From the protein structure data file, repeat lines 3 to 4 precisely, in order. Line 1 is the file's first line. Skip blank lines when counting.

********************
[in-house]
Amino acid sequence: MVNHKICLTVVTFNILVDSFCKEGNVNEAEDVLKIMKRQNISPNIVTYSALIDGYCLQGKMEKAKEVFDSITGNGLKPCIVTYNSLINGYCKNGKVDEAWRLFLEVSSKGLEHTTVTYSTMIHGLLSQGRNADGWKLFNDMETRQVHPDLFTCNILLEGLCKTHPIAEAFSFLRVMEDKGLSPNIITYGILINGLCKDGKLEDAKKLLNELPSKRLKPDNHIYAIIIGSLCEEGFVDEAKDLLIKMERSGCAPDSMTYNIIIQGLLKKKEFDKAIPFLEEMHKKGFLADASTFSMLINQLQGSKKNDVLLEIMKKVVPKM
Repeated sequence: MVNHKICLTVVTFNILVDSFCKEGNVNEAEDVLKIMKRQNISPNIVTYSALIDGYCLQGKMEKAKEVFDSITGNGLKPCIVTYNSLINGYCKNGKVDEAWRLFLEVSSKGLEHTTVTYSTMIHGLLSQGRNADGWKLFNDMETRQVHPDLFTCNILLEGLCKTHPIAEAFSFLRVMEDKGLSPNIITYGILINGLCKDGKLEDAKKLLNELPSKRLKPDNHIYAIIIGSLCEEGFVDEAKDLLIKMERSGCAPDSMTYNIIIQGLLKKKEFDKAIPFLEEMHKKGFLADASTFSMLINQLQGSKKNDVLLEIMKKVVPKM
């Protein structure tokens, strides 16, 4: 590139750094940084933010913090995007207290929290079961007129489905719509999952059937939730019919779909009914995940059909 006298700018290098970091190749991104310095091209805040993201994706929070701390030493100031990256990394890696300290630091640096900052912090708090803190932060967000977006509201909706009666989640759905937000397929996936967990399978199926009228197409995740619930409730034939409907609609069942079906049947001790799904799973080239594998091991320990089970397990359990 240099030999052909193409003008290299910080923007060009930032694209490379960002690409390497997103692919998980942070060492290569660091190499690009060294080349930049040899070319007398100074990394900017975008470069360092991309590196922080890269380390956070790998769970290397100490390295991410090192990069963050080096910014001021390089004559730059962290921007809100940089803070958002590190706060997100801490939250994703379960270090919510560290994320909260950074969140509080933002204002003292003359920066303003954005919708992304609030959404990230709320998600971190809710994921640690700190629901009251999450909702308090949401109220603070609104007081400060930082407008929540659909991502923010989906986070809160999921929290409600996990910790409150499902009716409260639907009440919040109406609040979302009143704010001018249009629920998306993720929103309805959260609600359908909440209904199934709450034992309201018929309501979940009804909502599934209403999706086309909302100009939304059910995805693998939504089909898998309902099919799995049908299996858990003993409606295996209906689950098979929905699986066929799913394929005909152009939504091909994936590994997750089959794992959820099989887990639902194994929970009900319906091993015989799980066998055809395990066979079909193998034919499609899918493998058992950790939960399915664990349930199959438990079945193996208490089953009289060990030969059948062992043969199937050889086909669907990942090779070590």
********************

Repeated sequence: MVNHKICLTVVTFNILVDSFCKEGNVNEAEDVLKIMKRQNISPNIVTYSALIDGYCLQGKMEKAKEVFDSITGNGLKPCIVTYNSLINGYCKNGKVDEAWRLFLEVSSKGLEHTTVTYSTMIHGLLSQGRNADGWKLFNDMETRQVHPDLFTCNILLEGLCKTHPIAEAFSFLRVMEDKGLSPNIITYGILINGLCKDGKLEDAKKLLNELPSKRLKPDNHIYAIIIGSLCEEGFVDEAKDLLIKMERSGCAPDSMTYNIIIQGLLKKKEFDKAIPFLEEMHKKGFLADASTFSMLINQLQGSKKNDVLLEIMKKVVPKM
């Protein structure tokens, strides 16, 4: 590139750094940084933010913090995007207290929290079961007129489905719509999952059937939730019919779909009914995940059909 006298700018290098970091190749991104310095091209805040993201994706929070701390030493100031990256990394890696300290630091640096900052912090708090803190932060967000977006509201909706009666989640759905937000397929996936967990399978199926009228197409995740619930409730034939409907609609069942079906049947001790799904799973080239594998091991320990089970397990359990 240099030999052909193409003008290299910080923007060009930032694209490379960002690409390497997103692919998980942070060492290569660091190499690009060294080349930049040899070319007398100074990394900017975008470069360092991309590196922080890269380390956070790998769970290397100490390295991410090192990069963050080096910014001021390089004559730059962290921007809100940089803070958002590190706060997100801490939250994703379960270090919510560290994320909260950074969140509080933002204002003292003359920066303003954005919708992304609030959404990230709320998600971190809710994921640690700190629901009251999450909702308090949401109220603070609104007081400060930082407008929540659909991502923010989906986070809160999921929290409600996990910790409150499902009716409260639907009440919040109406609040979302009143704010001018249009629920998306993720929103309805959260609600359908909440209904199934709450034992309201018929309501979940009804909502599934209403999706086309909302100009939304059910995805693998939504089909898998309902099919799995049908299996858990003993409606295996209906689950098979929905699986066929799913394929005909152009939504091909994936590994997750089959794992959820099989887990639902194994929970009900319906091993015989799980066998055809395990066979079909193998034919499609899918493998058992950790939960399915664990349930199959438990079945193996208490089953009289060990030969059948062992043969199937050889086909669907990942090779070590």